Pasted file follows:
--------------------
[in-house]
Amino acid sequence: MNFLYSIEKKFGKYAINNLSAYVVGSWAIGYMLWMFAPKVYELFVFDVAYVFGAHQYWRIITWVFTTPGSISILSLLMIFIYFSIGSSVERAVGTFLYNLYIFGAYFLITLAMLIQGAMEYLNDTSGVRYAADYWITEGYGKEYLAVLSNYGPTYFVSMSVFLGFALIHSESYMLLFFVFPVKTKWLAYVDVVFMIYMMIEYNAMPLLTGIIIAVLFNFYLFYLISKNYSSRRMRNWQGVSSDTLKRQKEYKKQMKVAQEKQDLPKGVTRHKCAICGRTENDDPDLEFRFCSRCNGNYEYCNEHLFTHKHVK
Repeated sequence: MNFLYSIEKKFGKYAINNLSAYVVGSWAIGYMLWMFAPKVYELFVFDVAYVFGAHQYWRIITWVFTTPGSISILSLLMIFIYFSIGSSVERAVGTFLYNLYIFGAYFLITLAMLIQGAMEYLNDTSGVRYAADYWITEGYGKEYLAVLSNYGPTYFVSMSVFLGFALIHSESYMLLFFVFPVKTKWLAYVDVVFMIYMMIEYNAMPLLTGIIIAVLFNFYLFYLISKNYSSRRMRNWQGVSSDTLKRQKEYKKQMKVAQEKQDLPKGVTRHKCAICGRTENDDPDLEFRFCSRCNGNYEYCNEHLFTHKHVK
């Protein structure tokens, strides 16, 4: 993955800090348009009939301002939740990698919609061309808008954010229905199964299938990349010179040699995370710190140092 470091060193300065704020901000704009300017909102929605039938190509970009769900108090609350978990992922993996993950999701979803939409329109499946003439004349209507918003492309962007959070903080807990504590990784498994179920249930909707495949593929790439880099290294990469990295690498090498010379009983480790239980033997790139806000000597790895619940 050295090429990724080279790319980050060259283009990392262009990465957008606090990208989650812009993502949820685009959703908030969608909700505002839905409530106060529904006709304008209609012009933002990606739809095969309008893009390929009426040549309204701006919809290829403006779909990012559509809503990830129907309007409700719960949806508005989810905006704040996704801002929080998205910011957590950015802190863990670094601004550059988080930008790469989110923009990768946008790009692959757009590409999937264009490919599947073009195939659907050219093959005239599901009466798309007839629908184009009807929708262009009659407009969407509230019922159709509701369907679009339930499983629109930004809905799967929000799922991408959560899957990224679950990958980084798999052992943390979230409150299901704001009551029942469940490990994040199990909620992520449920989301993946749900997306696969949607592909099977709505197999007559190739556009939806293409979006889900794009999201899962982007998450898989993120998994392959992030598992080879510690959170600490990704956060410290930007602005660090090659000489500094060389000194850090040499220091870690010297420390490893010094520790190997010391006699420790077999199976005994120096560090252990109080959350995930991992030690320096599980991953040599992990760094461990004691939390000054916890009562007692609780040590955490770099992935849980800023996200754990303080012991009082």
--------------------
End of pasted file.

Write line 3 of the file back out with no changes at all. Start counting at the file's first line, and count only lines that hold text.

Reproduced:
Repeated sequence: MNFLYSIEKKFGKYAINNLSAYVVGSWAIGYMLWMFAPKVYELFVFDVAYVFGAHQYWRIITWVFTTPGSISILSLLMIFIYFSIGSSVERAVGTFLYNLYIFGAYFLITLAMLIQGAMEYLNDTSGVRYAADYWITEGYGKEYLAVLSNYGPTYFVSMSVFLGFALIHSESYMLLFFVFPVKTKWLAYVDVVFMIYMMIEYNAMPLLTGIIIAVLFNFYLFYLISKNYSSRRMRNWQGVSSDTLKRQKEYKKQMKVAQEKQDLPKGVTRHKCAICGRTENDDPDLEFRFCSRCNGNYEYCNEHLFTHKHVK